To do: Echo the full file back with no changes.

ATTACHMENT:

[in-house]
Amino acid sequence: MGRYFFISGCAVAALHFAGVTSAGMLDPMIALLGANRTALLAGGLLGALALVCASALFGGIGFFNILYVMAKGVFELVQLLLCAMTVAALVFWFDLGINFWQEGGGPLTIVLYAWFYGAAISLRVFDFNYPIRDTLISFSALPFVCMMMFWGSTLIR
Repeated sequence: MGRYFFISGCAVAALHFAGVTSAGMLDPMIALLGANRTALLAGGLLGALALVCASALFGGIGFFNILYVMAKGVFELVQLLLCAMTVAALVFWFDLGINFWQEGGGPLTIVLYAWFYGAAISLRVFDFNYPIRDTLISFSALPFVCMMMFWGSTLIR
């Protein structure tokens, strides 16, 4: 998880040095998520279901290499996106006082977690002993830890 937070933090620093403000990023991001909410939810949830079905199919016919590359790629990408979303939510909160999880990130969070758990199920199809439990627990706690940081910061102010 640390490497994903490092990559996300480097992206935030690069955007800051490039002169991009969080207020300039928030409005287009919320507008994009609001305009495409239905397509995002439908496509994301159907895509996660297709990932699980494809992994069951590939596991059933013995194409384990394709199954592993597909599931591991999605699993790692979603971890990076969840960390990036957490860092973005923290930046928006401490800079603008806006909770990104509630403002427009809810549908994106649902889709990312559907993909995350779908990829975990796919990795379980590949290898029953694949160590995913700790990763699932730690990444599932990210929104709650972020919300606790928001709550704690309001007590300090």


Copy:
[in-house]
Amino acid sequence: MGRYFFISGCAVAALHFAGVTSAGMLDPMIALLGANRTALLAGGLLGALALVCASALFGGIGFFNILYVMAKGVFELVQLLLCAMTVAALVFWFDLGINFWQEGGGPLTIVLYAWFYGAAISLRVFDFNYPIRDTLISFSALPFVCMMMFWGSTLIR
Repeated sequence: MGRYFFISGCAVAALHFAGVTSAGMLDPMIALLGANRTALLAGGLLGALALVCASALFGGIGFFNILYVMAKGVFELVQLLLCAMTVAALVFWFDLGINFWQEGGGPLTIVLYAWFYGAAISLRVFDFNYPIRDTLISFSALPFVCMMMFWGSTLIR
């Protein structure tokens, strides 16, 4: 998880040095998520279901290499996106006082977690002993830890 937070933090620093403000990023991001909410939810949830079905199919016919590359790629990408979303939510909160999880990130969070758990199920199809439990627990706690940081910061102010 640390490497994903490092990559996300480097992206935030690069955007800051490039002169991009969080207020300039928030409005287009919320507008994009609001305009495409239905397509995002439908496509994301159907895509996660297709990932699980494809992994069951590939596991059933013995194409384990394709199954592993597909599931591991999605699993790692979603971890990076969840960390990036957490860092973005923290930046928006401490800079603008806006909770990104509630403002427009809810549908994106649902889709990312559907993909995350779908990829975990796919990795379980590949290898029953694949160590995913700790990763699932730690990444599932990210929104709650972020919300606790928001709550704690309001007590300090």